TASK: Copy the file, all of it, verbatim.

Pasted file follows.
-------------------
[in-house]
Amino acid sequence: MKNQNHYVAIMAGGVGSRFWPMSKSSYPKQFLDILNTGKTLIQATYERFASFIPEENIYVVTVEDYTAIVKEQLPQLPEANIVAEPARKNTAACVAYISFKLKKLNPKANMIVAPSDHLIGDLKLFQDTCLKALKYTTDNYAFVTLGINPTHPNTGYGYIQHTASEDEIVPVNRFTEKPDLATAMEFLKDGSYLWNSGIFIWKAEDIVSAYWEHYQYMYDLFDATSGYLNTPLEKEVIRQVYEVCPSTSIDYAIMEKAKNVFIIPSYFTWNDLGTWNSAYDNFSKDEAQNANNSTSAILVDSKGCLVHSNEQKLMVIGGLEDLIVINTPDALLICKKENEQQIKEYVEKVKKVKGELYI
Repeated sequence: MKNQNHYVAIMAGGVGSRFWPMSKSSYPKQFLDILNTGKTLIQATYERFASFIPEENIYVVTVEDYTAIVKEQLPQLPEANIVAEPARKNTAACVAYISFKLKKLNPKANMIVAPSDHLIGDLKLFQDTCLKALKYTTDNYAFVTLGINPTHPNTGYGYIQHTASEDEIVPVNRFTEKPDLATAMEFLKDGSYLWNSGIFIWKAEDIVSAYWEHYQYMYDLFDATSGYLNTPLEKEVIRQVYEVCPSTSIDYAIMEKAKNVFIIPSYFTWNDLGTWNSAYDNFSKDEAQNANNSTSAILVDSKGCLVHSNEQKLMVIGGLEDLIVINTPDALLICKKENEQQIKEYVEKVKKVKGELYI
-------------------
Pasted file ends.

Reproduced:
[in-house]
Amino acid sequence: MKNQNHYVAIMAGGVGSRFWPMSKSSYPKQFLDILNTGKTLIQATYERFASFIPEENIYVVTVEDYTAIVKEQLPQLPEANIVAEPARKNTAACVAYISFKLKKLNPKANMIVAPSDHLIGDLKLFQDTCLKALKYTTDNYAFVTLGINPTHPNTGYGYIQHTASEDEIVPVNRFTEKPDLATAMEFLKDGSYLWNSGIFIWKAEDIVSAYWEHYQYMYDLFDATSGYLNTPLEKEVIRQVYEVCPSTSIDYAIMEKAKNVFIIPSYFTWNDLGTWNSAYDNFSKDEAQNANNSTSAILVDSKGCLVHSNEQKLMVIGGLEDLIVINTPDALLICKKENEQQIKEYVEKVKKVKGELYI
Repeated sequence: MKNQNHYVAIMAGGVGSRFWPMSKSSYPKQFLDILNTGKTLIQATYERFASFIPEENIYVVTVEDYTAIVKEQLPQLPEANIVAEPARKNTAACVAYISFKLKKLNPKANMIVAPSDHLIGDLKLFQDTCLKALKYTTDNYAFVTLGINPTHPNTGYGYIQHTASEDEIVPVNRFTEKPDLATAMEFLKDGSYLWNSGIFIWKAEDIVSAYWEHYQYMYDLFDATSGYLNTPLEKEVIRQVYEVCPSTSIDYAIMEKAKNVFIIPSYFTWNDLGTWNSAYDNFSKDEAQNANNSTSAILVDSKGCLVHSNEQKLMVIGGLEDLIVINTPDALLICKKENEQQIKEYVEKVKKVKGELYI